Seagate's 7200.7 series of hard drives are all based on an 80GB per platter areal density and a 7,200rpm spindle speed, hence the name. Drives are available in 40, 80, 120 and 160GB capacities, using both ATA100 and Serial ATA interfaces. The ATA100 drives can be supplied with either 2MB or 8MB cache, although the Serial ATA drives (80,120 and 160GB) all have 8MB cache. In other words, Seagate has cracked the issue of areal density and it is using the basic building blocks of platters and heads to offer a broad range of products.
Seagate's product sheet also mentions a 200GB Serial drive that uses two platters and four heads, but we can't find it on sale in the UK. The same product sheet also claims an areal density of 100GB per platter, but we have seen no evidence that Seagate has achieved this figure.
This is the only Serial ATA drive that we know of that uses a native Serial design, instead of using a Parallel ATA design with a bridge chip to connect to the four pin Serial connector. There is a 15-pin power connector, but no Molex connector, so this really does appear to be a design that uses a clean sheet of paper. In a further break from the past we noted that Seagate's Seashield is absent. This is a cover on the bottom of the drive that protected the electronics from damage.
Once again we see a drive with Fluid Dynamic Bearings, and the quoted maximum shock figure of 350G is high.
On paper the 160GB ST3160023AS has all the features that you could hope for, but we said something similar about the Samsung SP0812C that we tested at the same time, and the Samsung turned out to be disappointingly slow.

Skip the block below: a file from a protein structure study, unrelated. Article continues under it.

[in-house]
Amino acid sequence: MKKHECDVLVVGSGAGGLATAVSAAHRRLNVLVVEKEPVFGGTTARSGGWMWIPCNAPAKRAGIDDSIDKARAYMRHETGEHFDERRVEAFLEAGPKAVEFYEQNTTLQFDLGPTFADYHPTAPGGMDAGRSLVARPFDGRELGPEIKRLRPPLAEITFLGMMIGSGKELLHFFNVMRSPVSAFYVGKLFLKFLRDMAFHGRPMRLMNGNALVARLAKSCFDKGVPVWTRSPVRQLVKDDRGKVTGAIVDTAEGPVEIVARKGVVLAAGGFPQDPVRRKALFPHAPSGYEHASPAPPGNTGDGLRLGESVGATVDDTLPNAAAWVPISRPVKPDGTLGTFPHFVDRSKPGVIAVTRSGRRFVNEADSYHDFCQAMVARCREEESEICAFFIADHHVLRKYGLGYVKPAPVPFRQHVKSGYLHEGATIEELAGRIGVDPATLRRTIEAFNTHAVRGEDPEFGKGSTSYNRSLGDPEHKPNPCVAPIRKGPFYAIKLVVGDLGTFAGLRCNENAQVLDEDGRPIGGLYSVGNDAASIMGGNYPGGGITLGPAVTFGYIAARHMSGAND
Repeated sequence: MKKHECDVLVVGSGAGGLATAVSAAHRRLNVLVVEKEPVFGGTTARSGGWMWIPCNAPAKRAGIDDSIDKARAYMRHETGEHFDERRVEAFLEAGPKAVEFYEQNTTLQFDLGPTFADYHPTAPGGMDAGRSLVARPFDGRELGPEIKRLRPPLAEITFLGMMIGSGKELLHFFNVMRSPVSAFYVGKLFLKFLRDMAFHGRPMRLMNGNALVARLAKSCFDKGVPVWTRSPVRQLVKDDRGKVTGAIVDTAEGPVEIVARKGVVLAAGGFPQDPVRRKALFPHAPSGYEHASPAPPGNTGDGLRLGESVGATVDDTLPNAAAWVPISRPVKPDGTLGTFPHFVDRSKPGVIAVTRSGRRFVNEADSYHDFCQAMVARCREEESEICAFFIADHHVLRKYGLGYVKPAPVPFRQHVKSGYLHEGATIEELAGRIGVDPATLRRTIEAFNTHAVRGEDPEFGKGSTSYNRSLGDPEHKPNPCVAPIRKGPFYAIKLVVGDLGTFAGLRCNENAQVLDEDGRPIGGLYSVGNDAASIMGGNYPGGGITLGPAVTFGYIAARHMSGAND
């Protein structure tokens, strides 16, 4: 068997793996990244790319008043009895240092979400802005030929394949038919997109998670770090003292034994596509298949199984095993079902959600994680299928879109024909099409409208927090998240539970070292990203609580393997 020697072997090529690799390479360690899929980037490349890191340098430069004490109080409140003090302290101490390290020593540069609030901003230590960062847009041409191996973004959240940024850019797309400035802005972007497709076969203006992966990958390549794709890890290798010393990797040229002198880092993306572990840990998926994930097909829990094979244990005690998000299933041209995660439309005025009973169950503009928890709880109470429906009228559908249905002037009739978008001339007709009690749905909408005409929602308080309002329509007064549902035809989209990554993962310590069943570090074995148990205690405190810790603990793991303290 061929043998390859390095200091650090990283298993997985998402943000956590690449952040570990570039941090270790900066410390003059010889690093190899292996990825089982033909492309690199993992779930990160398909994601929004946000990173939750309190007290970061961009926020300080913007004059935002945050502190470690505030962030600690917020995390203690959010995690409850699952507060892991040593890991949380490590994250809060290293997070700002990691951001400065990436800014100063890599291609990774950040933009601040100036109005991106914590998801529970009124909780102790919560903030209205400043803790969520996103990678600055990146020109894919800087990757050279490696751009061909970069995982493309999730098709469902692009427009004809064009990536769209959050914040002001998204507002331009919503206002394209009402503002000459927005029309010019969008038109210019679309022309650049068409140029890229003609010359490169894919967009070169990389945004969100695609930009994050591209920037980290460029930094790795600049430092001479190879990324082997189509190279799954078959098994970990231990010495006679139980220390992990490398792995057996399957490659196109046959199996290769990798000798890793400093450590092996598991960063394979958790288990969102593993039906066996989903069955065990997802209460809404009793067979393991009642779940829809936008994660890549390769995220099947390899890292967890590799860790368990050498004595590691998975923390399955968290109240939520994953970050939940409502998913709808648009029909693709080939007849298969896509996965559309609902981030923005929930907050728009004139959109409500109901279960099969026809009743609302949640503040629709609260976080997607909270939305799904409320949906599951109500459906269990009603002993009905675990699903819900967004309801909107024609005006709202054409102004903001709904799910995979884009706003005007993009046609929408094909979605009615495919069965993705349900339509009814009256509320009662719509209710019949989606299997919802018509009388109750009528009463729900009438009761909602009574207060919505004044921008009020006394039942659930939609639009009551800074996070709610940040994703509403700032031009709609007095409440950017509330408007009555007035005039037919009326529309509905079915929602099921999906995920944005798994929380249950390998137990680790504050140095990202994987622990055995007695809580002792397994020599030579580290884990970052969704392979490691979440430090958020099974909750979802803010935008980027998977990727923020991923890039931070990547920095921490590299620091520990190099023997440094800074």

We are happy to report that the Seagate performed well in all our tests. When the drive spun up it was as quiet as we could hope for. This used to be a particular strength of Seagate drives but these days all the manufacturers seem to have grasped that quiet operation is a prerequisite for a hard drive.
HD Tach shows that read speeds are good. They're not as fast as the Maxtor Diamond Max Plus 9 or WD Caviar, but the 7200.7 is close behind, and a long way ahead of the Samsung SP0812C. Burst read speeds are higher than the WD and taken together read speeds are very acceptable. Write speeds are very good indeed and they just beat the bizarre write speed graph produced by the Samsung drive.
The proof of those synthetic tests is in our file copying test where the Seagate nearly matches the impressive Maxtor DiamondMax Plus 9 and beats the WD by a narrow margin.
It's gratifying to see these three leading manufacturers slugging it out, but the real surprise is how cheap this Seagate drive is. You pay less than a Â£10 premium for Serial ATA with Seagate, and we found the ST3160023AS on sale for Â£121, which is only 76p per GB. That's amazingly cheap for such a fast drive and we have no hesitation in recommending it.